There are plenty of people who deny the existence of God or the resurrection of Jesus. They may hold that there was a sage teacher of morality named Jesus who lived in the first century who was eventually executed by the Romans. Usually, the story goes that his followers taught others about his exploits, embellishing them with legendary acts and miraculous flourishes until we have the accounts of his life we read in the Bible today. These claims have been with us for centuries.
However, today there seems to be a growing subset of people who hold that not only did Jesus of Nazareth not do the miraculous deeds recorded in the Gospel accounts, but he never existed at all. The entire account of Jesus of Nazareth is mythical; it's an invention of people looking for a messiah-figure. These "Jesus-Mythicists" have gained traction primarily because of their presence on Internet. Even hyper-skeptic Bart Ehrman has noted that no New Testament scholar or historian, including the most skeptical, would hold such a view.1
The Problem of AssociationOne big reason the Jesus-myth scenario is rejected by scholars is the incredible hole it creates in explaining history. How could the story of Jesus gain traction so quickly if he didn't exist? Thomas Cooper, in his book The Bridge of History over the Gulf of Time, explains the problem well:
Who can ponder on Paul's history without feeling that it must be regarded as part of the evidence for the truth of Christianity? Paul's existence and course of life, and the writing of his letters to the Christian Churches are held to be facts by all the German and French schools of skepticism; and that "Reverend" Robert Taylor that I mentioned to you who some fifty years ago was a favourite of the London freethinkers holds by the same facts But what a puzzling contradiction it seems for men to acknowledge the reality of the life and recorded acts of Paul as facts and yet to deny the truth of Christianity.This problem of explaining events such as the conversion of Paul and his self-identification as one who martyred Christians immediately after the crucifixion of Jesus, the quick dissemination of Christianity by Jesus's original followers throughout the Roman Empire, along with the appeal over and over again to eyewitnesses becomes hopelessly strained and convoluted if Jesus wasn't a real, living person. All attempts to reconcile a real Paul with a mythical Jesus hold less explanatory scope, less explanatory power, and rely on ad-hoc assumptions when attempting to make any sense at all. Cooper saw this when writing in 1871!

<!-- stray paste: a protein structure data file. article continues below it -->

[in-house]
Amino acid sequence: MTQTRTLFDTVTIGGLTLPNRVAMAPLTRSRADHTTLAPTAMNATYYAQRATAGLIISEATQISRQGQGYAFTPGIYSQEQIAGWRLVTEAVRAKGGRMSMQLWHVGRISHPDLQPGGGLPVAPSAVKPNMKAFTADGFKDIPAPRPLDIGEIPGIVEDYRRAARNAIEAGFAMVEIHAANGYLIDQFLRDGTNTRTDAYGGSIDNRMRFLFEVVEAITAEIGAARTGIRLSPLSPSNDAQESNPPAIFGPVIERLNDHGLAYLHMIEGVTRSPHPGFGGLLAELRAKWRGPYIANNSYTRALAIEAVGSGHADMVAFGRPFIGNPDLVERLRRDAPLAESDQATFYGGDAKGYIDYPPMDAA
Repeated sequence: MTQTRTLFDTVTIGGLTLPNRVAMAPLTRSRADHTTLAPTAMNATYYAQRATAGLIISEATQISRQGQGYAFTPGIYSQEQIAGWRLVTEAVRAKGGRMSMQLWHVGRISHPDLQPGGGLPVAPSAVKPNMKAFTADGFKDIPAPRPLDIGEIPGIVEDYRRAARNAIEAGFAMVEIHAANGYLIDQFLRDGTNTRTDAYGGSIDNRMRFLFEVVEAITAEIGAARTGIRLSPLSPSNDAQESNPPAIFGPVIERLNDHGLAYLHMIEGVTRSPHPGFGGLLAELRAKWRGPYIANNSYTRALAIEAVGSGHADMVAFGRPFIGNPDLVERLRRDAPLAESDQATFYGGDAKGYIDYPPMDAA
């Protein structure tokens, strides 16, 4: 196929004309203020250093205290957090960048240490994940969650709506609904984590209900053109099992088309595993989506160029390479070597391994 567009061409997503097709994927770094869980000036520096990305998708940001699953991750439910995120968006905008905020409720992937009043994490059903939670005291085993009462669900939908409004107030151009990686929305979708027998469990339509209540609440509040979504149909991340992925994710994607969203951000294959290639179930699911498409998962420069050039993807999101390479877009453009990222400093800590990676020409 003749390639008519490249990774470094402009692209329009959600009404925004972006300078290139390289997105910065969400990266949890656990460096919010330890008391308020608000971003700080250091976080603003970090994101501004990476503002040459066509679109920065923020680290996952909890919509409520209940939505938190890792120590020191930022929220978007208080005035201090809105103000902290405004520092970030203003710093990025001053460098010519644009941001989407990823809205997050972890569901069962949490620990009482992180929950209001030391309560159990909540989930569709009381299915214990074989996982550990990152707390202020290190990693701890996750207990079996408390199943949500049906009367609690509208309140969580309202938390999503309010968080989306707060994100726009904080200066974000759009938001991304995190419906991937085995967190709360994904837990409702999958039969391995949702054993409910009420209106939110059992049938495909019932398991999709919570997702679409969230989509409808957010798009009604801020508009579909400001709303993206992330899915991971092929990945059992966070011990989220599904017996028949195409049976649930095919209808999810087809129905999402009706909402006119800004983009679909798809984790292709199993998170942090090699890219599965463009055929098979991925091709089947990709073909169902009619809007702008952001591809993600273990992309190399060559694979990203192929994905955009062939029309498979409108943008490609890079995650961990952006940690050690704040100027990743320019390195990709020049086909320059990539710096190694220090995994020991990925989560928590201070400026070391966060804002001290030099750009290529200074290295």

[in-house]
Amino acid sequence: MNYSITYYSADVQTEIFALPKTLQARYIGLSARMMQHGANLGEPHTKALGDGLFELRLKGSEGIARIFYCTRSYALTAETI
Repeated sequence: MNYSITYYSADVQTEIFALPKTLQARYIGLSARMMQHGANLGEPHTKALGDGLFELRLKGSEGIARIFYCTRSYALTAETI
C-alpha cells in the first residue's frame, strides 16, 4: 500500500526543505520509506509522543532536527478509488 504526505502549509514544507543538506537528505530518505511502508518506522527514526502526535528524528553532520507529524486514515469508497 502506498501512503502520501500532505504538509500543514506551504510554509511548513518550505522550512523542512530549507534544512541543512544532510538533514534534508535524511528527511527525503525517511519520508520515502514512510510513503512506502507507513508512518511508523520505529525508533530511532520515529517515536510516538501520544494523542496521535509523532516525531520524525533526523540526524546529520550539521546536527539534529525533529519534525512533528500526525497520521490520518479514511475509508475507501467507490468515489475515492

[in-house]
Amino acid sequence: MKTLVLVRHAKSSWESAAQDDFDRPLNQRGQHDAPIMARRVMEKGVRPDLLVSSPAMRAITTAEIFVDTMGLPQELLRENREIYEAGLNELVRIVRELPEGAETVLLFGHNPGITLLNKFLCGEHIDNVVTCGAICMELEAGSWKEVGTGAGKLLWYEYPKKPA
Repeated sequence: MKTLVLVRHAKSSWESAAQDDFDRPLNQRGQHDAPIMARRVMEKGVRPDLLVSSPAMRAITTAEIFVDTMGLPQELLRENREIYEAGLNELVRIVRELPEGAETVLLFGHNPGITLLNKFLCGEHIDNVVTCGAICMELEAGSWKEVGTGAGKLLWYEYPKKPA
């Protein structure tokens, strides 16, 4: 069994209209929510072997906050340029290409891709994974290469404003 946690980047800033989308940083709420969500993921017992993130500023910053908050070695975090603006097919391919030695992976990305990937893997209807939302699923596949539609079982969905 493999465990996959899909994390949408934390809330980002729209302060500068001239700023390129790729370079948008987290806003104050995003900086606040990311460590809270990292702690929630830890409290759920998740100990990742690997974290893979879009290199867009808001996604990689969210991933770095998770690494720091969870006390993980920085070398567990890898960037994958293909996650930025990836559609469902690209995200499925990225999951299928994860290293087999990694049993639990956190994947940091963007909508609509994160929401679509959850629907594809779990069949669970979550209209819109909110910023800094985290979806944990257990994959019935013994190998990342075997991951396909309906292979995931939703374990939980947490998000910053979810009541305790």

What! Paul a real man and Christ a myth? Paul a real existence; Paul, who wrote so much about Christ so soon after his death and resurrection; Paul a real existing man, and Christ's existence a fable? Paul, who held the clothes of Stephen, the first Christian martyr, while they stoned him to death? Then Stephen was also a real existing man, who died praying "Lord Jesus! receive my spirit!" Paul, the glorious half-missionary, half-mechanic, who crossed the Mediterranean and the Adriatic, and visited so many shores preaching Christ, and yet there never was any Christ to preach? Paul, a real living man, who had seen and conversed with Peter, and James, and John? Then they were all real living men. How came they to say what they did about Christ if He never existed? How came they to speak of His miracles to the people who must have seen Christ's wondrous acts, if ever He performed them? Must they not have expected the people to say, "You are impostors! no such miracles were ever performed!" Yet no one said this. Even the worst enemies of Christ did not deny His miracles, though they attributed them to Satanic agency.2
If Paul was real, then his life and his conversion need to be explained. The most cogent way to do that is by believing what he himself testified: he had seen the Risen Christ (1 Cor. 15:8).
I want to offer a special thanks to Dr. Timothy McGrew for collecting Thomas Cooper's book and others at his site HistoricalApologetics.org. All the titles are in the public domain and free to everyone.
2. Cooper, Thomas. The Bridge of History over the Gulf of Time a Popular View of the Historical Evidence for the Truth of Christianity. London: Hodder and Stoughton, 1874. Print. 154-155.